How the United States Planned to Bomb the Soviet Union into Submission Part 1

With Russophobia being the order of the day in Washington, a look back in time at documents covering the birth of the Cold War provides us with an interesting glimpse into the military mindset that gripped America in the post-Second World War era.  In the first part of this two-part posting, I will outline America’s overall plans to reduce the Soviet Union to a radioactive wasteland and in the second part, I will provide specific geographic regions that the United States was targeting for its nuclear weapon inventory.

The official end of the Second World War occurred on September 2, 1945 when representatives from Japan signed documents proclaiming the nation’s unconditional surrender.  The signing of the Japanese Instrument of Surrender, which took place aboard the USS Missouri in Tokyo Bay, occurred  just weeks after the United States deployed an atomic bomb over the cities of Hiroshima (August 6, 1945) and Nagasaki (August 9, 1945).

Within days/weeks, on September 15, 1945, the following document was sent by Major General Lauris Norstad of the U.S. Army Air Force to Major General Leslie Groves, the Project Director of the Manhattan Project, the group responsible for developing the United States first nuclear weapons.  It is important to keep in mind that the United States was the world’s sole nuclear power at the time that this document was written.

Here is the cover letter for the document which was classified as Top Secret:

You will note that the document was “…directed toward establishing an official Army Air Force’s view as to the number of atomic bombs which should be available in order to insure our national security.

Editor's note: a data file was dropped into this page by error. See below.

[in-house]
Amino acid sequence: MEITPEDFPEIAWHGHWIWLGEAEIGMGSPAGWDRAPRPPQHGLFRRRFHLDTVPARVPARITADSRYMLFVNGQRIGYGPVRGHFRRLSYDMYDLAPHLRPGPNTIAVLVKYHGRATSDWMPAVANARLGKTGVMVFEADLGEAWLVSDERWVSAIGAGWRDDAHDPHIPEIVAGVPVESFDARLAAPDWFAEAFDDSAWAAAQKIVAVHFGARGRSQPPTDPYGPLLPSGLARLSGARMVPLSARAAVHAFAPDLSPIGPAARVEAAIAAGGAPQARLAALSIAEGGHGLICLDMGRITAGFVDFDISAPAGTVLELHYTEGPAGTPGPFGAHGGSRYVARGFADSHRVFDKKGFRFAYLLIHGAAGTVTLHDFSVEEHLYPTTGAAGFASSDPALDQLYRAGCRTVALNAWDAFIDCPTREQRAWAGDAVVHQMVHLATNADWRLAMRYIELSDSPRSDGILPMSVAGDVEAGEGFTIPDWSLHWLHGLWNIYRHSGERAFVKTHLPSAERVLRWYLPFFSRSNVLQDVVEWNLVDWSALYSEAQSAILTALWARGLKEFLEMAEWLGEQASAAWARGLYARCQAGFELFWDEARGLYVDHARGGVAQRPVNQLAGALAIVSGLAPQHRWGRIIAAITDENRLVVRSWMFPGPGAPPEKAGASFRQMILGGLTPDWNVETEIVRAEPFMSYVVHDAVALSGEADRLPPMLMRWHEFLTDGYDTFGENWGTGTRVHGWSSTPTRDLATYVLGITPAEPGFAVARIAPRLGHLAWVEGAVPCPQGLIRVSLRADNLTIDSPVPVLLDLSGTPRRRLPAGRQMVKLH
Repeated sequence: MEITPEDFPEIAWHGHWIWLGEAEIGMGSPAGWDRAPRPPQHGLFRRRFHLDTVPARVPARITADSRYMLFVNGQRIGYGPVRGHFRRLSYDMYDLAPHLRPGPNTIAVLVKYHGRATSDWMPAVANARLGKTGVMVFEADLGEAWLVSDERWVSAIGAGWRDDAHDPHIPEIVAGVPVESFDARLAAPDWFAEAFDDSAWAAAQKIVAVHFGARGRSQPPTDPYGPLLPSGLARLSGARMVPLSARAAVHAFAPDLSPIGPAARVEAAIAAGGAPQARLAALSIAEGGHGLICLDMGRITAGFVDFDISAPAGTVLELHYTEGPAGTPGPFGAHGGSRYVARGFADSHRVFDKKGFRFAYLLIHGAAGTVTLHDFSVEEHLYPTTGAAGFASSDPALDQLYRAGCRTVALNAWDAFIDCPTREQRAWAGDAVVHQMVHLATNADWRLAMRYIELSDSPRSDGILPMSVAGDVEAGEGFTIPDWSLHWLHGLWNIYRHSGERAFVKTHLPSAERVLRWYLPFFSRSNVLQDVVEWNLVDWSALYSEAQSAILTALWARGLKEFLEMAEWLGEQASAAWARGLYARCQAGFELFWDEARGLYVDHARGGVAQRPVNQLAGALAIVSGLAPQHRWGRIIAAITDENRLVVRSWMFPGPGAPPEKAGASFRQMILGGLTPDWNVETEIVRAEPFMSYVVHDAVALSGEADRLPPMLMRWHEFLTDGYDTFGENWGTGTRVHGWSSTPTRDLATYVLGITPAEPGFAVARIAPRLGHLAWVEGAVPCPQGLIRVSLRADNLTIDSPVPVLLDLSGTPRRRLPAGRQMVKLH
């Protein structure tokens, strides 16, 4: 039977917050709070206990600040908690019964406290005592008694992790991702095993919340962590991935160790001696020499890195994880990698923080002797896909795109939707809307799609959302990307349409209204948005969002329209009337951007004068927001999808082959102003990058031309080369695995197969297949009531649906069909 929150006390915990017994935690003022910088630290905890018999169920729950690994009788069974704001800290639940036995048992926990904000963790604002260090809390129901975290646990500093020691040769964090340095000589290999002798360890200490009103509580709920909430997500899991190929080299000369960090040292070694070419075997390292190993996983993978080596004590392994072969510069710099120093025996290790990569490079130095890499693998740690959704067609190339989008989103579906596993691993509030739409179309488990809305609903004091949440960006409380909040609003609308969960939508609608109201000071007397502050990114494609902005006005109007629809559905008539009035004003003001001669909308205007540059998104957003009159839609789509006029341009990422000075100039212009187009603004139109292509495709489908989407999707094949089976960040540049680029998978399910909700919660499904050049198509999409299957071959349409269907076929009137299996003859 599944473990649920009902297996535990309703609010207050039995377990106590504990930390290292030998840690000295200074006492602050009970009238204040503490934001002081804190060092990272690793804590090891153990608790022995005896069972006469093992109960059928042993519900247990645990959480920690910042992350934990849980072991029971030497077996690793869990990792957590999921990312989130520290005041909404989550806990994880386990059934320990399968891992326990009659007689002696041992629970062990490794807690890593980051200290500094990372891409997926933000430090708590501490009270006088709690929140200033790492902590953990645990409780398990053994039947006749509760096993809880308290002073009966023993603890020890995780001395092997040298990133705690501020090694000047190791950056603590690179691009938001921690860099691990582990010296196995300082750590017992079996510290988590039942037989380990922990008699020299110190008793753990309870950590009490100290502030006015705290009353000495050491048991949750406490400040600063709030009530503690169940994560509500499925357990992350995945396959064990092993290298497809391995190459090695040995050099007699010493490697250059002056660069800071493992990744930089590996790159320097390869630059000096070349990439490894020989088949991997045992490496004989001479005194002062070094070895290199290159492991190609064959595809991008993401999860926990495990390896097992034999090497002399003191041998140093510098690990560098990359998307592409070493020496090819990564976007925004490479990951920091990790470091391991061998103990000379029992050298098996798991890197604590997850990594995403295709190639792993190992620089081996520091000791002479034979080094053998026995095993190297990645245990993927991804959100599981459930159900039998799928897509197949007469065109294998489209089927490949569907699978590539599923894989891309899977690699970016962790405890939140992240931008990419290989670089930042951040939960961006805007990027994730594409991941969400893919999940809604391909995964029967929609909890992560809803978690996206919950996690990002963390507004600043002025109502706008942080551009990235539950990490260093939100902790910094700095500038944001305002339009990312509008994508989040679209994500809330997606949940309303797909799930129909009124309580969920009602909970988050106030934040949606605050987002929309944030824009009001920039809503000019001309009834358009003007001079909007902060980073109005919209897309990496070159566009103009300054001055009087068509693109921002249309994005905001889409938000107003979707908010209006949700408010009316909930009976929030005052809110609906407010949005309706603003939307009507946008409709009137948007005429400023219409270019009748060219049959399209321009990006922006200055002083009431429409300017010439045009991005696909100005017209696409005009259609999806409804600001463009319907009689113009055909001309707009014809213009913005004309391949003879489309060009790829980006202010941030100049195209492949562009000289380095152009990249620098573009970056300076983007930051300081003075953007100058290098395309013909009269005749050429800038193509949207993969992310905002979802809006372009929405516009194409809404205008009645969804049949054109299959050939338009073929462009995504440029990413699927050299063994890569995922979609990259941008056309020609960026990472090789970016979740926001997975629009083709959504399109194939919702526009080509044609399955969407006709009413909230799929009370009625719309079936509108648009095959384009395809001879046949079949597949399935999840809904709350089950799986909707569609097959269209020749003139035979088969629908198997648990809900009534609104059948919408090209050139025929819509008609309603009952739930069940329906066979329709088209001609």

Here is the page in the document which outlines the problem, the assumptions made and the facts bearing on the problem:

For the purposes of the study, the writer assumes that the United States will be willing to conduct offensive (not defensive) operations against any other world power or combination of powers.    The author also goes on to note that the purpose of the atomic bomb stocks would be to “…destroy the enemy’s will and capacity to resist…” and that “…the United States would be desirous of immediately crippling the ability of the enemy to wage war…“.  Bombs would be delivered by conventional aircraft for the period between 1945 and 1955, the period of time for which the study was designed.

In the discussion section of the paper, we find this interesting comment which clearly defines the purpose of building up the American arsenal of nuclear weapons:

It is also obvious that during this period (1945 to 1955) Russia and the United States will be the outstanding military  For the purpose of this study the destruction of the Russian capability to wage war has therefore been used asa basis upon which to predicated the United States atomic bomb requirements.  It is to be noted also from a geographical aspect alone, Russia is in the most favourable strategic position of any major power.